The Myth of Sisyphus
Every June, after yet another year of planning, diligent work, some nail-biting, and plenty of waiting, two signal events transpire, and pass, as though in a whirlwind, leaving me, alas, back at square one, ready to try it all over again.
The apricot tree in our back yard is about 20 years old, and seems, after those 20 years, to be fairly healthy and happy. But our back yard just may not be the most fortuitous location for an apricot tree. I’ve been tending this tree, now, for quite a few years, and I’ve never seen it produce more than about three dozen apricots in a year, and that only happened once — the next biggest crop may have been half that many. One big problem is that, in most years our apricot tree blooms in the latter half of January.
It’s beautiful when it blooms — the blossoms are a heart stopping burst of white and pink — but nearly always, within just a few days of the appearance of the first flowers, the latest cold front from the Gulf of Alaska comes barrelling through, or there’s an offshore low drawing a nor’easter from the Sierra Nevada, or maybe even a tropical incursion (in those El Nino vintages) bearing inches of rain per hour, and the next thing you know the bees and the hummingbirds, and all the other pollinators in the neighborhood are sequestered in a cave somewhere, or headed for points south. So, when all is said and done, there may be a few apricots, but may is the operative word in that sentence. There was a year with only one (oh, but it was GOOD!) and also one year in which not a single fruit set. (Which, of course, makes three dozen sound little short of miraculous) No wonder, come June, the rewards from this little tree often seem fleeting.
Marty, er, Steve Edmunds performing
at Hospice du Rhône, 2001
photo by Mel Hill
Fortunately, Hospice du Rhône offers a bit more payoff, and this June, I have to say, I had a blast. (If you’re not familiar with Hospice du Rhône, go directly to www.hospicedurhone.com) There was an article published in the San Jose Mercury News comparing the event to “summer camp,” and I think the author had it right. Remember, back in ’55, (OK, you’re right, I’m dating myself) The Adventures of Spin and Marty?
Hey! There’s Moochie! (Oops! Mat Garretson) You know the fairgrounds in Paso is a kind of campground. And there’s a corral! Look! It’s Spin! (Uh-oh — wrong again; it’s John Alban) Group meals, staying up late. Not a care in the world. The Farewell Barbecue. Wow! Is that Marty up there on the stage, with the guitar? (My God, no — it’s Steve Edmunds!) The cute dancer in the pink tutu — that’s not Annette, is it? (It’s Jim Fiolek.)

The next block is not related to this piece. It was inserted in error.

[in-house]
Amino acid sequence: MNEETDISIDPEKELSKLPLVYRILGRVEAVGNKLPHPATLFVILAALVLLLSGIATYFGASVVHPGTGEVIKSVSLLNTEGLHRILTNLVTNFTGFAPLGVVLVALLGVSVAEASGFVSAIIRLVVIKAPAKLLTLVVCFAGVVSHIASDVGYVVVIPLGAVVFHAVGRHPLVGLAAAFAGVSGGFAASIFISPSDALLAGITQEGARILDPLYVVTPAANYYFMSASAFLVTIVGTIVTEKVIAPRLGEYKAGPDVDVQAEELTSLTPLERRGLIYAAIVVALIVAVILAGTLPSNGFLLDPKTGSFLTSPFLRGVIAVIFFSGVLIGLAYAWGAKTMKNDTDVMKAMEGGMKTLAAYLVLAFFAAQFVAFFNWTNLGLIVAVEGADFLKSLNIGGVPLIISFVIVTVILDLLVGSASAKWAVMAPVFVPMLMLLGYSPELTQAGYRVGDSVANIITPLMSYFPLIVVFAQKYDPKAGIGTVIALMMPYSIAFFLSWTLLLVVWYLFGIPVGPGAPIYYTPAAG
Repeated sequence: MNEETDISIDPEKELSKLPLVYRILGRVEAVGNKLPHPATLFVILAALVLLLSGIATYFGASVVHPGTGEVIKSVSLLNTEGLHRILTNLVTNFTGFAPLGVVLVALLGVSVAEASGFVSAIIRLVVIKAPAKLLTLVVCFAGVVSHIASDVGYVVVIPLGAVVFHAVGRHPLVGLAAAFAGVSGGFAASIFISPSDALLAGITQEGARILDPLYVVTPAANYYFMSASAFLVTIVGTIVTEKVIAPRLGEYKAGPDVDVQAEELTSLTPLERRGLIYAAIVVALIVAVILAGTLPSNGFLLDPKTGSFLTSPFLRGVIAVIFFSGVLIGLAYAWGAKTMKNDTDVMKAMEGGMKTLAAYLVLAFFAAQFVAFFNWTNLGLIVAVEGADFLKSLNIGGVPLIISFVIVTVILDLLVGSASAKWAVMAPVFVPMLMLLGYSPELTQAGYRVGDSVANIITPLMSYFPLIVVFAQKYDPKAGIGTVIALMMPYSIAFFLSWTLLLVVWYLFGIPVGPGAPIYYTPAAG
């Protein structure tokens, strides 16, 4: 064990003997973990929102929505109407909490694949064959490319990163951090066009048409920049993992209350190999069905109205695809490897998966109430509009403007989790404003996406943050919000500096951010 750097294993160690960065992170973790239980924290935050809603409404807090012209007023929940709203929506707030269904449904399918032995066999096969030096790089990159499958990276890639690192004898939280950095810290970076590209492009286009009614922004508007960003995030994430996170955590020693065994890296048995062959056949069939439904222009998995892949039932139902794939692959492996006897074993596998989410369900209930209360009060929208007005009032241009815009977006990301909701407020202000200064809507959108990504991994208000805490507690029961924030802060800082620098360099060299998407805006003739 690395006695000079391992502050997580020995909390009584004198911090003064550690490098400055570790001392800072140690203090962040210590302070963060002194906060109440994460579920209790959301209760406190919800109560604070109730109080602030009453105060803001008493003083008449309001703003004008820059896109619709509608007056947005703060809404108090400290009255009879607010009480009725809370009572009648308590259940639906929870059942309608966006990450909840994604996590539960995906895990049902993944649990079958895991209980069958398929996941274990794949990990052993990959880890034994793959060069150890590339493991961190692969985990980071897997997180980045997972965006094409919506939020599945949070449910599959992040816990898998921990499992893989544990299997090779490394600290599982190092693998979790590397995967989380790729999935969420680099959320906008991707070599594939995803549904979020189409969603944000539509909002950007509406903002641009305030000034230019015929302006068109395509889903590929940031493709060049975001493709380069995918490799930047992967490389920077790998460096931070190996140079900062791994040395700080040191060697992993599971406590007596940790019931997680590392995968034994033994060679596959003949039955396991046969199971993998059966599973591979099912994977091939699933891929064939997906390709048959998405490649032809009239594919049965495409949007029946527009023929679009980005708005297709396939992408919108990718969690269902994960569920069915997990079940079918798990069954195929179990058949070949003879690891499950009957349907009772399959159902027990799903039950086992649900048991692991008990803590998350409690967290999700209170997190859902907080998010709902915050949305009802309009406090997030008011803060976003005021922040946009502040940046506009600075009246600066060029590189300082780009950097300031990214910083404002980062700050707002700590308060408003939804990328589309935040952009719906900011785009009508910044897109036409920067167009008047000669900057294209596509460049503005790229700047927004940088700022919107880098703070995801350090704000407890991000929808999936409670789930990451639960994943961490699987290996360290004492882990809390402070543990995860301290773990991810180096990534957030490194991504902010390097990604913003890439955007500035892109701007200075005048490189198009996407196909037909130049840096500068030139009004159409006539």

OK, back to the future.
We had the usual bowling tournament Thursday night, on the heels of the usual heat wave (106 degrees at 2pm Thursday) which began to break after 7:00pm, (83 at 10:30pm, low 70s at 10am Friday) leaving us with, for the second consecutive year, perfect weather for the weekend.
I was bad Friday morning, skipping the Clarendon Hills seminar, to explore Peachy Canyon Road on my bicycle, which is a great introduction to the pleasures of riding in the hills west of Paso. From what I could gather from my more studious colleagues, it was a great seminar — really good wines, especially of the Grenache persuasion. I did catch some of the following seminar, matching Rhône varietal red wines with spicy Asian-cum-fusion food, featuring Randall Grahm, from Bonny Doon and Randy Caparoso, the sommelier and wine director for the Roy’s restaurants group. There was considerable disagreement amongst the panelists, so it was fairly entertaining, and provoked a certain amount of controversy.
Lunch, prepared by McPhee’s, (a fine establishment in Templeton) was really splendid, and there were a lot of great rosés to drink (among which, the Canto Perdrix from Tavel stood out to this taster). Mat Garretson was kind enough to put my CD, Lonesome On The Ground, on the sound system for musical accompaniment, and I have to say, I felt right at home.
There was the usual great tasting of Library (pre-’97, this year) and Hospice barrel-auction wines after lunch, and that evening, the SLO Dine-Around. I was fortunate to get a seat at Bistro Laurent, where the featured wines for the evening were all from Beaucastel/Tablas Creek/Perrin. Francois Perrin, from Beaucastel, was there to hold forth on the wines. The two standout wines, for me, were the Tablas Creek white, a Marsanne/Roussanne/Viognier/Rolle blend with tremendous depth and vibrancy, and the Perrin Gigondas, a negociant wine that was marvelous. (Take note — this was not an expensive wine!)